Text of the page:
MANAGUA, Nicaragua — The army said Tuesday that it has retaken a remote northeastern mining region after a two-day rebel offensive. The Contras said their forces achieved their objectives and had moved on.
The Sandinistas, meanwhile, protested what they called an "act of state terrorism" by the United States in supplying a missile reportedly used to hit a civilian plane Monday.
Nicaragua complained that the cargo plane, part of the state-run Aeronica airline, was hit by an American-made Redeye surface-to-air missile fired by the U.S.-supplied Contras. The plane made an emergency landing in Costa Rica; four crew members were injured.
The Contras' Radio Liberacion, however, said that Sandinista soldiers thought the plane was a rebel resupply flight and fired on it with Soviet-made SAM-7 missiles.
The rebels launched a major offensive in the mining region Sunday, the day before indirect peace talks opened between representatives of the Contras and the Sandinistas in Santo Domingo, the capital of the Dominican Republic. The Contras have broken off the talks.
In Washington, a State Department official said the Contras began withdrawing from the mining region Monday night after capturing military and civilian targets and holding them for about 36 hours. The official called the assault, which appeared to be the biggest and most sophisticated Contra operation in the six-year-old civil war, a success.
He said his information was based on operational reports from Contra commanders. There was no independent confirmation.
"They are withdrawing because that was part of the concept--to withdraw before the Sandinistas could bring up reinforcements," the official said.
The attacking Contra force numbered about 4,800 troops, he said, backed up by another 2,000 to 3,000 troops that engaged in diversionary activities.
The area, which included the towns of Siuna, Bonanza and La Rosita, was defended by an estimated 2,000 government troops.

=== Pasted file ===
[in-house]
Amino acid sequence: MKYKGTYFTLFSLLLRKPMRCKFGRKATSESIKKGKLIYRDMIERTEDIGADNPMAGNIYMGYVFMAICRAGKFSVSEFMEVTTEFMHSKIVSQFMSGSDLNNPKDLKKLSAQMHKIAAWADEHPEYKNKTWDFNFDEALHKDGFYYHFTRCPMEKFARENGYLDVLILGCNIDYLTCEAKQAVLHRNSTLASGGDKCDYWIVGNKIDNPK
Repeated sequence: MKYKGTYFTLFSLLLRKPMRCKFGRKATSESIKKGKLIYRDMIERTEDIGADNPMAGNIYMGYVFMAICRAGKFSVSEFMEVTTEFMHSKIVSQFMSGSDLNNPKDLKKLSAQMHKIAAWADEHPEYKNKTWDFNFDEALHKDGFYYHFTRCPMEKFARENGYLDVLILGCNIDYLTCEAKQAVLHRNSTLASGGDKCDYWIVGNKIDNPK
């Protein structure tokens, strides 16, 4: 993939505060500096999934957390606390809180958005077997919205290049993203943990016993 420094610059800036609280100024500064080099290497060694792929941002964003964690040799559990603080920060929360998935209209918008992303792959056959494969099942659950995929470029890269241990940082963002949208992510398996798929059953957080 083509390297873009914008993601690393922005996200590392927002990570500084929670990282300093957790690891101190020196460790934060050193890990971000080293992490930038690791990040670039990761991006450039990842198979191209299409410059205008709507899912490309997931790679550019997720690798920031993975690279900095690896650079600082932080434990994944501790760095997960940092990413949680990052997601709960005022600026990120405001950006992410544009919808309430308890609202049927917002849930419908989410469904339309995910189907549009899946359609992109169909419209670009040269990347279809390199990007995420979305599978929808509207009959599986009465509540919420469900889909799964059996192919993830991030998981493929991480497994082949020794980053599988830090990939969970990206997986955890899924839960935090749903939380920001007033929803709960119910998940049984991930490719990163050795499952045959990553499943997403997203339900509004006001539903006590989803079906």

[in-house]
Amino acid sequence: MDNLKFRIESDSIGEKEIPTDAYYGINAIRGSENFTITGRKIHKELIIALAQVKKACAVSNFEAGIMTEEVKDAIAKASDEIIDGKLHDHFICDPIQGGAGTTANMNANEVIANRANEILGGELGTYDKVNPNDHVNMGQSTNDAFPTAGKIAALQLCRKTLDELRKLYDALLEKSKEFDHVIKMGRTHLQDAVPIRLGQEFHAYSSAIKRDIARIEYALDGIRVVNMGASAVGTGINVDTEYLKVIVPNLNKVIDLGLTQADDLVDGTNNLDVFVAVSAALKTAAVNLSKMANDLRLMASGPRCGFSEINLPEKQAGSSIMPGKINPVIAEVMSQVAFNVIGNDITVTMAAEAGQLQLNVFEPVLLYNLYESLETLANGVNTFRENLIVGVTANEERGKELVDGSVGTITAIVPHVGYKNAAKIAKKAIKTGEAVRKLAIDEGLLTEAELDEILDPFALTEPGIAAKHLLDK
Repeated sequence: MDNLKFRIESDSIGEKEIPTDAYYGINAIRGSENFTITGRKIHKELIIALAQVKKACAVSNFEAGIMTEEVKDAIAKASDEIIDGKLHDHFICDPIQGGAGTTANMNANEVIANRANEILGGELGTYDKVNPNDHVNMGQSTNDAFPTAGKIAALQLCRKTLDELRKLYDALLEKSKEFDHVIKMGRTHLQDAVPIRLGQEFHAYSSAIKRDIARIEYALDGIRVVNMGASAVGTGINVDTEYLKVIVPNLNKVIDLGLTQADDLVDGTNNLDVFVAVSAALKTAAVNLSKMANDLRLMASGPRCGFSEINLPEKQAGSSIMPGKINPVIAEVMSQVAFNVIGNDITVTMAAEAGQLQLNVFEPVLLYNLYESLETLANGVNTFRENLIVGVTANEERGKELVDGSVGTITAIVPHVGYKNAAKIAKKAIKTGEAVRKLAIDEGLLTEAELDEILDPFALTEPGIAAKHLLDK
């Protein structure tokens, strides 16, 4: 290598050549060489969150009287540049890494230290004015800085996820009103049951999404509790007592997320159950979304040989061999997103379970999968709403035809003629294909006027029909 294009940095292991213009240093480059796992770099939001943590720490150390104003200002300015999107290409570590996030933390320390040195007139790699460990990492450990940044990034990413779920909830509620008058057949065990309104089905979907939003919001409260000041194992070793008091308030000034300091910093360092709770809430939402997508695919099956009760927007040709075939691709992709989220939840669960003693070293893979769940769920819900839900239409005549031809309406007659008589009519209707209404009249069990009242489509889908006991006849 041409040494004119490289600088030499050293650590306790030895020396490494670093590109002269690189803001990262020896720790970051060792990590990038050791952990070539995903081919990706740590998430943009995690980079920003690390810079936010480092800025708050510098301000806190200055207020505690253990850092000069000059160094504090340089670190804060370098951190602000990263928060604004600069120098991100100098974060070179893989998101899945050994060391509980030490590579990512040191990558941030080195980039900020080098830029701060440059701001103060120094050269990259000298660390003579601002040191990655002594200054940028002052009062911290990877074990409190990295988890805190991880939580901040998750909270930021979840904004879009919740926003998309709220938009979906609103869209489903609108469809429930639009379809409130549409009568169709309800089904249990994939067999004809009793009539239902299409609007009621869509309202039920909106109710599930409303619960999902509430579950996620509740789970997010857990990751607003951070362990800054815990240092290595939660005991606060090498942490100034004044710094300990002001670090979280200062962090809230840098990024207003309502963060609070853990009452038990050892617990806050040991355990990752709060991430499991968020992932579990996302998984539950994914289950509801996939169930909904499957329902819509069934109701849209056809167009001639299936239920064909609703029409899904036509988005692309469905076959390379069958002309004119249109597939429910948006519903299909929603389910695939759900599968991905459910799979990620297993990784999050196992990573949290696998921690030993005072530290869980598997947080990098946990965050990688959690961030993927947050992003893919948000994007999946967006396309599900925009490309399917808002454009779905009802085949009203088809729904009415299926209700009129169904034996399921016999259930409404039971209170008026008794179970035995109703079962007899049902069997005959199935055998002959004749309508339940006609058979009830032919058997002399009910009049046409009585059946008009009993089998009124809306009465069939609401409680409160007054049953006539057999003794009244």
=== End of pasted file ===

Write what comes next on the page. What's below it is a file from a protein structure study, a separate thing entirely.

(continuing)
The official said the "big prize" of the operation was the destruction of an air-control facility near Siuna that provided radar coverage of the northeastern part of the country and had been used to track Contra resupply flights.
In the Dominican Republic, Maj. Ricardo Wheelock, chief of intelligence for the Sandinista army, confirmed that the Contras destroyed a radar station and took two SAM-7 rocket launchers and 20 SAM-7 rockets.
But Wheelock, a member of the delegation to the aborted talks in Santo Domingo, said that the area has now been recaptured, with Siuna and La Rosita under Sandinista control by Sunday night and Bonanza by Monday afternoon.
The Nicaraguan government said that just 500 to 1,000 rebels were involved in the assault.
The Defense Ministry said 24 rebels and 23 Sandinistas were killed in fighting around the mining towns. The rebels claimed that 170 Sandinistas had been killed or wounded but gave no figures on their own casualties.
After the offensive began, the rebels also attacked the area around a strategic road used to transport weapons received by the Sandinistas from the Soviet Union.
Lt. Col. Roberto Calderon, commander of the 5th military region in eastern Nicaragua, said late Monday that rebels had attacked several villages in central Chontales province that lie near Rama Road, a major supply route for arms shipped to the east coast.
He said the fighting 125 miles from Managua was heavy but supplied no casualty figures.
Times staff writers Norman Kempster, in Washington, and Richard Boudreaux, in the Dominican Republic, contributed to this story.